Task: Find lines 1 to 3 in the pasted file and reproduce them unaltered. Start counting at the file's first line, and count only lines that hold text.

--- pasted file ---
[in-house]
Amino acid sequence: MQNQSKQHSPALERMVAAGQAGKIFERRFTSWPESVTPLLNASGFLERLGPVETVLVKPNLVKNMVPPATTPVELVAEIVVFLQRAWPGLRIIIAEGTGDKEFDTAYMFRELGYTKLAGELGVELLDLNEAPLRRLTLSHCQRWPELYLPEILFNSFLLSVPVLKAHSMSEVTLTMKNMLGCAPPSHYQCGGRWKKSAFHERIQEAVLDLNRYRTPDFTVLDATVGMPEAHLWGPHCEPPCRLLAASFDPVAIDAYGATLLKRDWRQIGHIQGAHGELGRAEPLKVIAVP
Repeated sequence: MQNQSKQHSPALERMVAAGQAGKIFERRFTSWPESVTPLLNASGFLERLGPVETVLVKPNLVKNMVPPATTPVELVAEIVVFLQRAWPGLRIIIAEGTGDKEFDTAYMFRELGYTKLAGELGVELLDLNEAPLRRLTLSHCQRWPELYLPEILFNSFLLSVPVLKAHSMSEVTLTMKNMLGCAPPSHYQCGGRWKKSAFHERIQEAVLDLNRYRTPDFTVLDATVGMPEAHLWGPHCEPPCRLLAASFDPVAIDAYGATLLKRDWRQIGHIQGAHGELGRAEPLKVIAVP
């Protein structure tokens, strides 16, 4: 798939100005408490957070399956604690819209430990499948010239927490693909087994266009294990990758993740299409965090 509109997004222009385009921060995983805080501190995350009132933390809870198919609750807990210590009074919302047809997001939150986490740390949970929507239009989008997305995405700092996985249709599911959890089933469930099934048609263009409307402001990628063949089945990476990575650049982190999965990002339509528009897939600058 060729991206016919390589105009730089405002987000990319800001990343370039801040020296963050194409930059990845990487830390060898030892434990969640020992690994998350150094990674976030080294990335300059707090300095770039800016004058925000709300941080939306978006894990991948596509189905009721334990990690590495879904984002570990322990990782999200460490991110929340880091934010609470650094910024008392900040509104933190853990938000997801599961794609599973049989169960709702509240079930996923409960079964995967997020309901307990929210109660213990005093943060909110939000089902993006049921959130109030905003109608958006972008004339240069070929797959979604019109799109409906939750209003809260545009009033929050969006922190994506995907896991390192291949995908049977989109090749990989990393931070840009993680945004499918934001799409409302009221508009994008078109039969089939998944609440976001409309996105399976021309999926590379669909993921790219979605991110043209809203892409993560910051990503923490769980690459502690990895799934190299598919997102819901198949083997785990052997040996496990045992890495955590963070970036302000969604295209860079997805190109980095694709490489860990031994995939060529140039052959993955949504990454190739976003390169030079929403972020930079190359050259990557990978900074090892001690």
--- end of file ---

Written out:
[in-house]
Amino acid sequence: MQNQSKQHSPALERMVAAGQAGKIFERRFTSWPESVTPLLNASGFLERLGPVETVLVKPNLVKNMVPPATTPVELVAEIVVFLQRAWPGLRIIIAEGTGDKEFDTAYMFRELGYTKLAGELGVELLDLNEAPLRRLTLSHCQRWPELYLPEILFNSFLLSVPVLKAHSMSEVTLTMKNMLGCAPPSHYQCGGRWKKSAFHERIQEAVLDLNRYRTPDFTVLDATVGMPEAHLWGPHCEPPCRLLAASFDPVAIDAYGATLLKRDWRQIGHIQGAHGELGRAEPLKVIAVP
Repeated sequence: MQNQSKQHSPALERMVAAGQAGKIFERRFTSWPESVTPLLNASGFLERLGPVETVLVKPNLVKNMVPPATTPVELVAEIVVFLQRAWPGLRIIIAEGTGDKEFDTAYMFRELGYTKLAGELGVELLDLNEAPLRRLTLSHCQRWPELYLPEILFNSFLLSVPVLKAHSMSEVTLTMKNMLGCAPPSHYQCGGRWKKSAFHERIQEAVLDLNRYRTPDFTVLDATVGMPEAHLWGPHCEPPCRLLAASFDPVAIDAYGATLLKRDWRQIGHIQGAHGELGRAEPLKVIAVP